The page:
2400 face shields, 126 crutches and canes, 16 hospital beds, 10 wheelchairs, four boxes of surgical instruments, an ultrasound machine—all this and more valuable medical equipment and supplies have been shipped to hospitals in Africa, thanks to the Madison Trust–funded Africa Medical Relief Project.
Due to U.S. regulations, huge quantities of medical equipment and supplies are disposed of each year. Yet this project redirects still-useful items while teaching students the intricacies of global supply chain management.
Under the guidance of William J. Ritchie, a JMU professor of management, students have participated in the collection, sorting, inventorying and packing of medical supplies no longer in use or reaching expiration and donated by Sentara Health. Supplies went into 40' containers, the fourth and fifth of which arrived in Africa on December 27, 2021. After customs processing they will be donated through Bahir Dar University to the Nifas Mewucha Hospital to assist staff there in caring for patients.
Mihret Medical Supply coordinates these and other overseas medical shipments, and the December containers and international transport were provided through the generosity of EFL Global. Interchange in Mt. Crawford stored everything until it was ready to ship and assisted with the loading, and JS Expedite moved the containers to the Port of Virginia.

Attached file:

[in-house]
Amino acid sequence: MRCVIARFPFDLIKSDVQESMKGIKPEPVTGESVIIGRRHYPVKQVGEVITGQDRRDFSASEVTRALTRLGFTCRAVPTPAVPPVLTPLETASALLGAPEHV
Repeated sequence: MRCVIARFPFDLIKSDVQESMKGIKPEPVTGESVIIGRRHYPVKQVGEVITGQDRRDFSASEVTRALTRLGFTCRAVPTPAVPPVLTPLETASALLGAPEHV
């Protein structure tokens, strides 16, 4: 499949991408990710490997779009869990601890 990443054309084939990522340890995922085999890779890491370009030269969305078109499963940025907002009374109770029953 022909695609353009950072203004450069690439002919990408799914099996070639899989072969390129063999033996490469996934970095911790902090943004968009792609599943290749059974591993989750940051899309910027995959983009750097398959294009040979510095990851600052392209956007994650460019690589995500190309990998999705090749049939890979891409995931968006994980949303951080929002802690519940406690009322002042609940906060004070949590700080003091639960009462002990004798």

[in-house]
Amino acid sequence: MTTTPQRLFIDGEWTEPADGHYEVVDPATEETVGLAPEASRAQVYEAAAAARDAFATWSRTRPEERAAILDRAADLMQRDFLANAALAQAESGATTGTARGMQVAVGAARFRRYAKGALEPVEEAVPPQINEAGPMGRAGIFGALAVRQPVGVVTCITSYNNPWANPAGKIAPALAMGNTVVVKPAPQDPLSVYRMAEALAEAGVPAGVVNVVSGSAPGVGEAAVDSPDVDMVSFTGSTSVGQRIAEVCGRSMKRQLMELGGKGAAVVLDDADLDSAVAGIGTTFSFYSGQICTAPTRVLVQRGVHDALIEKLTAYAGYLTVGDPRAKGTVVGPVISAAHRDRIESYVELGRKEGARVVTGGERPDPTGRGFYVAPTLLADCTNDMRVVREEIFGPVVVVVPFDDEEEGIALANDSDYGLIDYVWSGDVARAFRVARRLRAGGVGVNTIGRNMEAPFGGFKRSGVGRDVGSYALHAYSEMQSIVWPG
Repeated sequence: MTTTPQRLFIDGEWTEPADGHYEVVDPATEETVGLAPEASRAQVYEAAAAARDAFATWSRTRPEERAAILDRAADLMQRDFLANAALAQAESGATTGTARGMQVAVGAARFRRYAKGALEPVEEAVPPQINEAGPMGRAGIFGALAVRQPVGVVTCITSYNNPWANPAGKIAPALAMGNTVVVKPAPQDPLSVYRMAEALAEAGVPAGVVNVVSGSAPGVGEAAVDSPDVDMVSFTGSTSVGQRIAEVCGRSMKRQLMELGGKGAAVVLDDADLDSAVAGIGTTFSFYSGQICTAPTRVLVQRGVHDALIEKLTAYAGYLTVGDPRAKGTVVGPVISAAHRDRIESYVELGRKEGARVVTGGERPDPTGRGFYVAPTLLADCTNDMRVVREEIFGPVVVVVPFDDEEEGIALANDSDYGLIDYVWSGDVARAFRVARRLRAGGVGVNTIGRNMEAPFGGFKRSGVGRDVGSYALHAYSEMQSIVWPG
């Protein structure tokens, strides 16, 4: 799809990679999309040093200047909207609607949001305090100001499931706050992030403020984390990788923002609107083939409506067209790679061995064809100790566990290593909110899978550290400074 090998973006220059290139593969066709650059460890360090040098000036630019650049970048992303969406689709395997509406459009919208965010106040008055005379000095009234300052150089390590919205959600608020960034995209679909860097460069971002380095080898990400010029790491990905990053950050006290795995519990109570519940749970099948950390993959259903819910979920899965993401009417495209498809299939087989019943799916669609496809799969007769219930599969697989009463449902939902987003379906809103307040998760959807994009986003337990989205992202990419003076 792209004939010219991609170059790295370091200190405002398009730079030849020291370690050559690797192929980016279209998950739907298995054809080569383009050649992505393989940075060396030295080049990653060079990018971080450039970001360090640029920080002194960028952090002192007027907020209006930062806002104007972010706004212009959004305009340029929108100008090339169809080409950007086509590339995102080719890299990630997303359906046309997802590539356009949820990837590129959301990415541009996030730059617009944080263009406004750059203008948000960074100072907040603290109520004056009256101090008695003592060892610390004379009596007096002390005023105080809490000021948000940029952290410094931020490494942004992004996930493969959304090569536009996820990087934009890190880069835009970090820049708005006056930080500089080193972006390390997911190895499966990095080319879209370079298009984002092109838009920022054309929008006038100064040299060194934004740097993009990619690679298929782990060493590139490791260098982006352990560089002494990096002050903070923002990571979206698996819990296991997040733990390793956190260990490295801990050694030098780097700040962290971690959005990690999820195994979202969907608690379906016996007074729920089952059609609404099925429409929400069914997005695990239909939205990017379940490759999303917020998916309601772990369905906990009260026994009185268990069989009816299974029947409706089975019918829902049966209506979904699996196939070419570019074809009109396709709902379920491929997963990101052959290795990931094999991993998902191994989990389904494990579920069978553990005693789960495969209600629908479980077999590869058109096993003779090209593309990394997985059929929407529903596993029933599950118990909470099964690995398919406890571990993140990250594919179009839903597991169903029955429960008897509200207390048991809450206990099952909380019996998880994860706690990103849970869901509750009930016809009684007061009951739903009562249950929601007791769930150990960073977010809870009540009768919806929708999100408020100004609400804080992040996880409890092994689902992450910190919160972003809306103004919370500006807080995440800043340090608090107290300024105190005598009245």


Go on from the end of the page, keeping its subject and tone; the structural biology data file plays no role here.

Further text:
In addition, the JMU program was recently able to piggyback onto a container only half filled with books heading to an Ethiopian seminary. A former JMU student coordinated that effort.
Students gain real-life work experience through this project. One created the website hospitalcargo.org, and another created the inventory program used to track the container contents and status.
The program also allows students to interact with supply chain businesses and individuals they would not normally meet during their academic careers, such as warehouse owners and operators, truck drivers and dock personnel.
Ritchie hopes to add shipments to Bolivia and Ghana in 2022, and having contacts within the destination country is critical to a successful delivery. COVID issues have also complicated potential shipments, but the group is prepared to make shipments to more destinations where the need is great.
To view the original press release on the James Madison University website, click here.